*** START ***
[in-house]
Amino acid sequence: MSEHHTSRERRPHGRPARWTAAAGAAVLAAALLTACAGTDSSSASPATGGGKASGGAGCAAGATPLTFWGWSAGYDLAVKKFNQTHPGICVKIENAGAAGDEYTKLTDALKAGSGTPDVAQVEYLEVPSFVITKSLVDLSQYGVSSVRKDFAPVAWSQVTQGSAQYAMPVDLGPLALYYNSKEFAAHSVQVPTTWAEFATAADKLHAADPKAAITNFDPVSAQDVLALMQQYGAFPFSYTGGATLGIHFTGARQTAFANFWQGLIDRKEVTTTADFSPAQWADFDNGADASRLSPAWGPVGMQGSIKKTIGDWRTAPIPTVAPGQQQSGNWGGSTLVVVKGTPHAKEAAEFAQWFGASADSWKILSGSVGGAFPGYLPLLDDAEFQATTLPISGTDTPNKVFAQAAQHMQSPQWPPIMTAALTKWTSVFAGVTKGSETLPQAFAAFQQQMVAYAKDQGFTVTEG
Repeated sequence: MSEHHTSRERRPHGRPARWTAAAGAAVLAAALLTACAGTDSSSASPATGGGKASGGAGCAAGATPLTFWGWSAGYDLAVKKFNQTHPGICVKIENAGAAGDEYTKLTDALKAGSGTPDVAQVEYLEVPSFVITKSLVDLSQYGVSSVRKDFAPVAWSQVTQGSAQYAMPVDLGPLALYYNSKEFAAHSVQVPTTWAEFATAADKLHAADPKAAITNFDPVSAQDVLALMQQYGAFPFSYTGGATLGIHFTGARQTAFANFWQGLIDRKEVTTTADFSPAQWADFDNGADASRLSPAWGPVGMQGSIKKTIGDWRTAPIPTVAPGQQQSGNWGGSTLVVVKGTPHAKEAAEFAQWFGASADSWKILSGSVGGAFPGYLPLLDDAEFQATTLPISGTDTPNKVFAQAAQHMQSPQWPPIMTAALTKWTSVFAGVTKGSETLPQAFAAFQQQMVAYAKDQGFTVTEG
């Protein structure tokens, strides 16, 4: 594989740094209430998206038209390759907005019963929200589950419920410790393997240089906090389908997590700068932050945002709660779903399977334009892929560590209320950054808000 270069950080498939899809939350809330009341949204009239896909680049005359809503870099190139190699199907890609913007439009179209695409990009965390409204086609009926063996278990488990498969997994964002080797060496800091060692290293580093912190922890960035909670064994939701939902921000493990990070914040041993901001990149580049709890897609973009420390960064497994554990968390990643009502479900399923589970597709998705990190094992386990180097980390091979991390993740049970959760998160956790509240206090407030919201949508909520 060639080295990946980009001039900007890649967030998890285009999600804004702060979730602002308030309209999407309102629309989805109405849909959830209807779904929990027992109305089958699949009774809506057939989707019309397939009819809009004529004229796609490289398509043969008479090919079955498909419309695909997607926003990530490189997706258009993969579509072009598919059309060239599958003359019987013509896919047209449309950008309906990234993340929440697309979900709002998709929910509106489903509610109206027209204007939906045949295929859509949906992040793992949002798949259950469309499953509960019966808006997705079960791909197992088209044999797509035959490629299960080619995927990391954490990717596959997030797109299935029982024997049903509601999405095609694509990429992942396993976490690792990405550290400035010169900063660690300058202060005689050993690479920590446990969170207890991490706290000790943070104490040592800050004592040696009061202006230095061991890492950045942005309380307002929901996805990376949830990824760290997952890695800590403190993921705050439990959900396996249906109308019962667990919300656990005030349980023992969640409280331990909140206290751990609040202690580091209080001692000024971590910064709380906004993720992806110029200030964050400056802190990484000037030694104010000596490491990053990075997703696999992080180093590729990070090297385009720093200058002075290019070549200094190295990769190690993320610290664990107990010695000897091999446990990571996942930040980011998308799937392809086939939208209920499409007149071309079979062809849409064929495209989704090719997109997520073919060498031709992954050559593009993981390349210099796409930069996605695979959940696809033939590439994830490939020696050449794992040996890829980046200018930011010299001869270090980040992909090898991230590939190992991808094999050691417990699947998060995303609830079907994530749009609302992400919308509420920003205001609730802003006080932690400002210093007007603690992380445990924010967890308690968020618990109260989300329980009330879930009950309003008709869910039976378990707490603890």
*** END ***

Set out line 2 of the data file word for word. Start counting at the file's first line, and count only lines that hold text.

Amino acid sequence: MSEHHTSRERRPHGRPARWTAAAGAAVLAAALLTACAGTDSSSASPATGGGKASGGAGCAAGATPLTFWGWSAGYDLAVKKFNQTHPGICVKIENAGAAGDEYTKLTDALKAGSGTPDVAQVEYLEVPSFVITKSLVDLSQYGVSSVRKDFAPVAWSQVTQGSAQYAMPVDLGPLALYYNSKEFAAHSVQVPTTWAEFATAADKLHAADPKAAITNFDPVSAQDVLALMQQYGAFPFSYTGGATLGIHFTGARQTAFANFWQGLIDRKEVTTTADFSPAQWADFDNGADASRLSPAWGPVGMQGSIKKTIGDWRTAPIPTVAPGQQQSGNWGGSTLVVVKGTPHAKEAAEFAQWFGASADSWKILSGSVGGAFPGYLPLLDDAEFQATTLPISGTDTPNKVFAQAAQHMQSPQWPPIMTAALTKWTSVFAGVTKGSETLPQAFAAFQQQMVAYAKDQGFTVTEG